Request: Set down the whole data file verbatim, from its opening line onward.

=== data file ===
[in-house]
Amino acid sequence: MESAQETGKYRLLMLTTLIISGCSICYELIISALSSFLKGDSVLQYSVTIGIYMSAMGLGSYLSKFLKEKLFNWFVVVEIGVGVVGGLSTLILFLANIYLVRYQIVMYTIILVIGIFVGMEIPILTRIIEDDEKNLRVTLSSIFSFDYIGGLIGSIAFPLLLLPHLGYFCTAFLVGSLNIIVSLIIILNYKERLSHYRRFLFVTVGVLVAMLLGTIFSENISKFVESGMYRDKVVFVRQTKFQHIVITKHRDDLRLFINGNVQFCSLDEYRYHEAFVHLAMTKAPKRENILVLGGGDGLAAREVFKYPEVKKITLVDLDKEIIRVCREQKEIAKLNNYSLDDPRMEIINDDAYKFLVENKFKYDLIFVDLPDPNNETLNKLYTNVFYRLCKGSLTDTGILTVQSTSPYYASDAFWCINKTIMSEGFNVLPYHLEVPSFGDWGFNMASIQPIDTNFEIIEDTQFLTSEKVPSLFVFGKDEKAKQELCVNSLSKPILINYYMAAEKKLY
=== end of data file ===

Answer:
[in-house]
Amino acid sequence: MESAQETGKYRLLMLTTLIISGCSICYELIISALSSFLKGDSVLQYSVTIGIYMSAMGLGSYLSKFLKEKLFNWFVVVEIGVGVVGGLSTLILFLANIYLVRYQIVMYTIILVIGIFVGMEIPILTRIIEDDEKNLRVTLSSIFSFDYIGGLIGSIAFPLLLLPHLGYFCTAFLVGSLNIIVSLIIILNYKERLSHYRRFLFVTVGVLVAMLLGTIFSENISKFVESGMYRDKVVFVRQTKFQHIVITKHRDDLRLFINGNVQFCSLDEYRYHEAFVHLAMTKAPKRENILVLGGGDGLAAREVFKYPEVKKITLVDLDKEIIRVCREQKEIAKLNNYSLDDPRMEIINDDAYKFLVENKFKYDLIFVDLPDPNNETLNKLYTNVFYRLCKGSLTDTGILTVQSTSPYYASDAFWCINKTIMSEGFNVLPYHLEVPSFGDWGFNMASIQPIDTNFEIIEDTQFLTSEKVPSLFVFGKDEKAKQELCVNSLSKPILINYYMAAEKKLY